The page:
on gold-ground panel paintings. "The Resurrection" lacks inter— human Side Of Christ 35 well 35 As the group takes the stage the me sound and l m. ,1“, TM \leta lillit‘\ iii-i niniairiw and
This medium has some interest- 95“)" modernthemes. dW‘mW audience becomes part ot the raw iorr-aeh l“‘|l i)t' \lllitllitlt‘
mgeffectsflennesse said. , _ _ _ . . . .. . ener v that hel s the artist create , inst t\ )l'iililllt‘t' \ ion: m.
“It creates a funny? blend .. he it depicts Christ rising in the Earlier 'n m5 career. Ham- the rsusrcoftheihoment. fhrouahoi- it Mum i‘lit'ii :2 MIN W‘HHW“ "I. M. v ‘ Mm”
., .. . . ‘ air as three soldiers be sleeping mer was a portrait painter. and , .. .. . . . the uml L“ through "\ii'it't ,. _ ,... ,,., ., . , . ._ , .
said. There is a tensron be- at the foot of the tomb But that eye for detail shows in This raw attitude is the idea M wk“ H.930}, H, m. Mam '” ‘- ititt-uii-Htr-Itt'i MN“ Mir
tween‘the realism of detail and Hammer adds a twist [6 the many 0f the sketches. some of bPhind the Bruce Lew“ Trio's “on pie ”1 \‘Uilié‘ it lit-‘Xintlltilt \ iit‘Sl illi .i‘riillri .ix \t'ii I\ ,{tlt‘xi ..r'?.\i iiit'n’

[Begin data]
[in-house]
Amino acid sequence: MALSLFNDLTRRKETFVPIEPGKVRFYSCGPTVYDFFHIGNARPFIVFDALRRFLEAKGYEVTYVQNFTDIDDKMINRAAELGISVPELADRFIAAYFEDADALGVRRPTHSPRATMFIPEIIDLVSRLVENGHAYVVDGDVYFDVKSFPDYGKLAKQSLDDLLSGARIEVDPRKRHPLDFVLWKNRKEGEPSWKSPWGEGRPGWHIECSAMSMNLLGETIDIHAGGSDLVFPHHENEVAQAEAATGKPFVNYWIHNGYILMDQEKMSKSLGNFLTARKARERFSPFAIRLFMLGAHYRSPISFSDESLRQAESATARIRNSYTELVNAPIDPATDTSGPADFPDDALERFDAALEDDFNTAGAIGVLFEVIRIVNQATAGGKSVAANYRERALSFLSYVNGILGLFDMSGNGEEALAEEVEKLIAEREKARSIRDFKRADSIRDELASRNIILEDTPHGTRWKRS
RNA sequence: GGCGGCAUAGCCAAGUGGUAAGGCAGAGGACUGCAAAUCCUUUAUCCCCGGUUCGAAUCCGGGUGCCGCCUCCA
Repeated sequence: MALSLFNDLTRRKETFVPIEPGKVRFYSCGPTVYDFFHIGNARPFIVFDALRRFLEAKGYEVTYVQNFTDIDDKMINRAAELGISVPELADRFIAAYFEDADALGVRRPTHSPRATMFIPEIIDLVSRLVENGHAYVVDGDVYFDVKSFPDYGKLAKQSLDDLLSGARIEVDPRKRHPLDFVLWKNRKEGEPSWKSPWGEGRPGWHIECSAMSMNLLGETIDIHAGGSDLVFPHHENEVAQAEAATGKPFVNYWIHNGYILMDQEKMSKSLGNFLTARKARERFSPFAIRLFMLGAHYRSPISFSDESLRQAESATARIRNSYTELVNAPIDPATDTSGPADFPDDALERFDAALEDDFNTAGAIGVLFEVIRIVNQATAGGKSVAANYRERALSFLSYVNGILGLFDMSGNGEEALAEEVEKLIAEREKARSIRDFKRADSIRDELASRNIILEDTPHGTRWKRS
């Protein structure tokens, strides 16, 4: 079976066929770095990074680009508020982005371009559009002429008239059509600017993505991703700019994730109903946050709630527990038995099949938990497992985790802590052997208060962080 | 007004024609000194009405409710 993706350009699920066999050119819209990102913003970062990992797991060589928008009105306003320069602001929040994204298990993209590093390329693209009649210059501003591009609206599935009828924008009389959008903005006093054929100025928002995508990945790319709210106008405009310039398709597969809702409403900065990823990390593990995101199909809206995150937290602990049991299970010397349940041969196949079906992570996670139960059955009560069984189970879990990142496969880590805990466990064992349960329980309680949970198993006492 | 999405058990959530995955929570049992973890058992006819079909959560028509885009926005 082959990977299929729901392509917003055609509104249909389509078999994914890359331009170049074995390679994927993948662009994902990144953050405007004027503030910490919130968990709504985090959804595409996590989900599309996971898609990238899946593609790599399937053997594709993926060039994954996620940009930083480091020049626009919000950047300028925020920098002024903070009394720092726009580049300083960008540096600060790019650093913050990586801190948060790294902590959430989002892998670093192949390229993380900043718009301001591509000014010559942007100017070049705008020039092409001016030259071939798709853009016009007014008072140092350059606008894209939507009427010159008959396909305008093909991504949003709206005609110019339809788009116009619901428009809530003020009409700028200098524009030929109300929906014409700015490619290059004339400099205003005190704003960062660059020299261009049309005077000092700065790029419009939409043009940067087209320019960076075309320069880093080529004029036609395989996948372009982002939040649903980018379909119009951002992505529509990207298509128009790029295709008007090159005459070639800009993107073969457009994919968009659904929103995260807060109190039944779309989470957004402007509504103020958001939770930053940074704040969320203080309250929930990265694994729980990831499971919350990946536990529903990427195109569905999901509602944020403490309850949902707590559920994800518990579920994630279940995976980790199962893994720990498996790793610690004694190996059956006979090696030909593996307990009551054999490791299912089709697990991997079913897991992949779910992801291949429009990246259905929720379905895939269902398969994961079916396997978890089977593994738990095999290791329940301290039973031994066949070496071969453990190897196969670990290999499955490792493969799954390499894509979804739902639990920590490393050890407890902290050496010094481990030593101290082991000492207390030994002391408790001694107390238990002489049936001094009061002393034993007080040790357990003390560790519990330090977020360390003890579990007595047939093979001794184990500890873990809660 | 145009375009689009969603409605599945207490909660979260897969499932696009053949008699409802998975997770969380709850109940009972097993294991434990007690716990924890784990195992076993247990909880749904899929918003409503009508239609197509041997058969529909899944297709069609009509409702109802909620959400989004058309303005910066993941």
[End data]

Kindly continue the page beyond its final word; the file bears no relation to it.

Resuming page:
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Eight Reasons People Choose


Personal Satisfaction

Financial Rewards

n l
T 0‘.
a o
"it was unlike anything i ever saw!",
rcmmarkcd Sissy lo Numchucks. clearly


PreSTige shaltcn by the ordeal. On the evening of
VOTlely Apnl l, 1988, Sissy 10 was rare Witness
to what many still refuse to aknowlcdgc;
Independence the visitation of this planet by strange
Advancement alicn beings from outer space!

SHOCKING! Sissy Jo's cn -

counter occurcd while returning from a
prosperous evening at the ldalou Veal
CalfDerby. While in route. hcr copper

El Camino was suddenly rendered
powerless. leaving Sissy Jo helpless and
stranded on a remote West Texas highway.
"it was around two in the morning," said
Sissy lo, "and i thought i hadjust run out
ofgas." Little did she know of the fright -
cning events that were about to befall her.


A sense of dread gradually overcame hcip -
lcss Sissy 10. Her fears were all too quickly
continual as a strange green light cnvclopcd
the suandcd El Camino and Sissy Jo‘s cars
became aware ofa distant uncarmly noise
that seemed to proicct from all around her.
"At first, i thought my cars was buzzing."
reflected the still-shaken victim. "But then.

i heard what I thought was the screams of
a helpless olc' coyote cub, or maybe the
music from 'Grccn Acrcs‘... i couldn't rcaiy
tell which."


Tears well up in Sissy Jo's eyes as she
recounts the bizarre cvcnts occunng around
the fated El Camino. Suddenly and without
warning, uncanhly figures began to approach